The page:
September 23, 2020
We, as members of the department of Communication at the University of Wisconsin-Milwaukee, believe that Black Lives Matter. We declare our support for those speaking up against racism in general and against police brutality, in particular. We mourn the senseless deaths of Tamir Rice, Michael Brown, Eric Garner, Sandra Bland, George Floyd, Breonna Taylor, Ahmaud Arbery, Joel Acevedo, and far too many others to list here, as well as the brutal shooting of Jacob Blake; and we denounce the further violence that has been perpetrated against those protesting these senseless events. We recognize and condemn the history of racism that has led to these events.
As teachers and scholars in the field of communication, we believe that the words and symbols we use—both personally and publicly—shape the reality in which we live. Words and symbols have the power both to maintain and to dismantle systems of oppression. It is our job to show students and the larger community how this works and how we as a society can use this power for good. However, we acknowledge that our past and present failures in living up to these standards have caused harm and injustice. Therefore, we re-commit to examining how our words and actions as a department have supported rather than undermined racist systems and to using words and practices that are actively anti–racist by working toward:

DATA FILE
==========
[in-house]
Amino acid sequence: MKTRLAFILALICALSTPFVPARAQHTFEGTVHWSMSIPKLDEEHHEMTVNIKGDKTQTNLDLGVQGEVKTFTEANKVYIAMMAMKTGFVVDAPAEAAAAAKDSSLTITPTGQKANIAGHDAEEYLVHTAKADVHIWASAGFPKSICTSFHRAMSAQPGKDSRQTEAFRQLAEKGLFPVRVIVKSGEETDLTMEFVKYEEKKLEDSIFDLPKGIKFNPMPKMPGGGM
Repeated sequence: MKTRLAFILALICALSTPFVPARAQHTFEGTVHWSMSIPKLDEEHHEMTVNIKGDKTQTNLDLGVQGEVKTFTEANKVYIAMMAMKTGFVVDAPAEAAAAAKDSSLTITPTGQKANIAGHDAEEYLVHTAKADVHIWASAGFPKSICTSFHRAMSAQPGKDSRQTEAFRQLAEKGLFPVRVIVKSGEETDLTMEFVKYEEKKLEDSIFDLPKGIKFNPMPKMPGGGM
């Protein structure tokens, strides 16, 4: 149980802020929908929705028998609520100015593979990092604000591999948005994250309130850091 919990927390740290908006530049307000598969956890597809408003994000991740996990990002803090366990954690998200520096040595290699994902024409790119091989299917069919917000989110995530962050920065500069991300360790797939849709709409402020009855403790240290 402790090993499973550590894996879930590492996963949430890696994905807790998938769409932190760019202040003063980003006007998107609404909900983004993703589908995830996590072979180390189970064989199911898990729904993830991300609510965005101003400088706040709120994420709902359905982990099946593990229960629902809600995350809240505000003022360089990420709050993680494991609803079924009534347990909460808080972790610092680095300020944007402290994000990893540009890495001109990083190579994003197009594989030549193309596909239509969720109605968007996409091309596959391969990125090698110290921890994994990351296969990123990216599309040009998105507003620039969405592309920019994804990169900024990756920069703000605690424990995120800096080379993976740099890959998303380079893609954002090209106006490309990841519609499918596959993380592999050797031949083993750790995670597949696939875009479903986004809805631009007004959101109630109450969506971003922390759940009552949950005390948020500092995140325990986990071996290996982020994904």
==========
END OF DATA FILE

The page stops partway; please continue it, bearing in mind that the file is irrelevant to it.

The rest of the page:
- Developing a plan to improve upon the racial diversity of our students and faculty by not just recruiting more students and faculty of color but also retaining them through efforts to (a)identify and dismantle institutionally racist practices that impede their success and (b) create a more inclusive and equitable climate.
- Learning about, promoting, and implementingbest practices around anti–racist and inclusive pedagogy in our teaching, advising, and mentoring at all levels.
- Calling upon each instructor within our department to review their graduate and undergraduate syllabias appropriateto ensure that work by Black, indigenous, and people of color (BIPOC) is substantively engaged.
- Examiningour annual evaluation and review processes to create an opportunity for individuals to reflect on their anti–racist efforts and contributions to the university’s mission of access and vision for equity.
As concrete steps are taken towards realizing these commitments, the department commits to reviewing its progress and revising this statement accordingly at the start of every academic year so that this statement may not be a one-time issuance but the start of an ongoing conversation.